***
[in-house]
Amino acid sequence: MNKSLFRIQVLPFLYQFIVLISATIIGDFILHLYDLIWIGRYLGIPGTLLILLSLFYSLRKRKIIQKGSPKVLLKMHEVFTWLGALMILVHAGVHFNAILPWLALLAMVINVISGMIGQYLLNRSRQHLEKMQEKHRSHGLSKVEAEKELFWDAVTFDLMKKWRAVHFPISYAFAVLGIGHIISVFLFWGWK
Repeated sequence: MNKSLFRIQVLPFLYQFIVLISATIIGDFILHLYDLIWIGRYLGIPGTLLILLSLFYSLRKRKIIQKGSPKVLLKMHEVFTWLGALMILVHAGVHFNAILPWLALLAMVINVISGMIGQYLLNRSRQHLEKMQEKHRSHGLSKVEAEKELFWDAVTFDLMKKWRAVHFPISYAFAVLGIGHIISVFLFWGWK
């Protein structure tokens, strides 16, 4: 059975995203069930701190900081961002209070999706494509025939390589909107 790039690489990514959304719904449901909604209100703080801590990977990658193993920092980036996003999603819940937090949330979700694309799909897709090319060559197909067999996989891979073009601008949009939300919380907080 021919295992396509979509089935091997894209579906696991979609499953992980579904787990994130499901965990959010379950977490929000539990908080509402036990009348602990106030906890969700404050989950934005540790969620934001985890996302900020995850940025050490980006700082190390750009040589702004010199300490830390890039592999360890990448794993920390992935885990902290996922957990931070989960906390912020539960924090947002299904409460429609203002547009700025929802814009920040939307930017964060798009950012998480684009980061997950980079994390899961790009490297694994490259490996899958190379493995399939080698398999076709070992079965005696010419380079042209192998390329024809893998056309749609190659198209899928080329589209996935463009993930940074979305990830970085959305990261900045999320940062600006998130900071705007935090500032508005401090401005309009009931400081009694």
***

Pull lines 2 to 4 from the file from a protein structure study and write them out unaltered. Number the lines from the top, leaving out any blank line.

Amino acid sequence: MNKSLFRIQVLPFLYQFIVLISATIIGDFILHLYDLIWIGRYLGIPGTLLILLSLFYSLRKRKIIQKGSPKVLLKMHEVFTWLGALMILVHAGVHFNAILPWLALLAMVINVISGMIGQYLLNRSRQHLEKMQEKHRSHGLSKVEAEKELFWDAVTFDLMKKWRAVHFPISYAFAVLGIGHIISVFLFWGWK
Repeated sequence: MNKSLFRIQVLPFLYQFIVLISATIIGDFILHLYDLIWIGRYLGIPGTLLILLSLFYSLRKRKIIQKGSPKVLLKMHEVFTWLGALMILVHAGVHFNAILPWLALLAMVINVISGMIGQYLLNRSRQHLEKMQEKHRSHGLSKVEAEKELFWDAVTFDLMKKWRAVHFPISYAFAVLGIGHIISVFLFWGWK
């Protein structure tokens, strides 16, 4: 059975995203069930701190900081961002209070999706494509025939390589909107 790039690489990514959304719904449901909604209100703080801590990977990658193993920092980036996003999603819940937090949330979700694309799909897709090319060559197909067999996989891979073009601008949009939300919380907080 021919295992396509979509089935091997894209579906696991979609499953992980579904787990994130499901965990959010379950977490929000539990908080509402036990009348602990106030906890969700404050989950934005540790969620934001985890996302900020995850940025050490980006700082190390750009040589702004010199300490830390890039592999360890990448794993920390992935885990902290996922957990931070989960906390912020539960924090947002299904409460429609203002547009700025929802814009920040939307930017964060798009950012998480684009980061997950980079994390899961790009490297694994490259490996899958190379493995399939080698398999076709070992079965005696010419380079042209192998390329024809893998056309749609190659198209899928080329589209996935463009993930940074979305990830970085959305990261900045999320940062600006998130900071705007935090500032508005401090401005309009009931400081009694």